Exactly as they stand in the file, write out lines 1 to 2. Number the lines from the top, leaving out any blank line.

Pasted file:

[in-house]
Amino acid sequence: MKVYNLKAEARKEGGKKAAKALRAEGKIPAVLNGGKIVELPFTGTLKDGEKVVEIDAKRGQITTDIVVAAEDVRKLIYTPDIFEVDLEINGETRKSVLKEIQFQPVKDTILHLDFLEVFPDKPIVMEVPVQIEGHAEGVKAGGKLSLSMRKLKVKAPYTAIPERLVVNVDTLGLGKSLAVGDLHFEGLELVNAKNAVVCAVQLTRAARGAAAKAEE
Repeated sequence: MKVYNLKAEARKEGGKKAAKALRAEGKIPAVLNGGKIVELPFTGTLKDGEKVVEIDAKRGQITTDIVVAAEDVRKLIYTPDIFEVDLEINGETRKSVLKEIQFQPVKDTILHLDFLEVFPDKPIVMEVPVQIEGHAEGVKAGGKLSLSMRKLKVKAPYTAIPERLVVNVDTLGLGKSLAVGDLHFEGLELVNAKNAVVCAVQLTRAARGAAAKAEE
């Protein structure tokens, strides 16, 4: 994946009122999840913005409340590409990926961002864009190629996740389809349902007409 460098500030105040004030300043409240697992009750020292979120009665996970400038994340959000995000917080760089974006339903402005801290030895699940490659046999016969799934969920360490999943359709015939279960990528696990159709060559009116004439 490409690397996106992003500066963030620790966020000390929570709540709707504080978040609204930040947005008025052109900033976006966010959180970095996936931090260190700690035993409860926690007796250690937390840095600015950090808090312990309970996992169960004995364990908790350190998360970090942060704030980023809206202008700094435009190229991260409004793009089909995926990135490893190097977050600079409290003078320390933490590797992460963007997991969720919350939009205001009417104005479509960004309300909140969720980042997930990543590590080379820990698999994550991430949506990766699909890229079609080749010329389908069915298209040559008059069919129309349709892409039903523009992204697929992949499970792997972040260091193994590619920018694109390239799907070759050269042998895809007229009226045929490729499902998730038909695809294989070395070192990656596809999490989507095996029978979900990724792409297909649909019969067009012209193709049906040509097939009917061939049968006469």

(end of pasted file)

[in-house]
Amino acid sequence: MKVYNLKAEARKEGGKKAAKALRAEGKIPAVLNGGKIVELPFTGTLKDGEKVVEIDAKRGQITTDIVVAAEDVRKLIYTPDIFEVDLEINGETRKSVLKEIQFQPVKDTILHLDFLEVFPDKPIVMEVPVQIEGHAEGVKAGGKLSLSMRKLKVKAPYTAIPERLVVNVDTLGLGKSLAVGDLHFEGLELVNAKNAVVCAVQLTRAARGAAAKAEE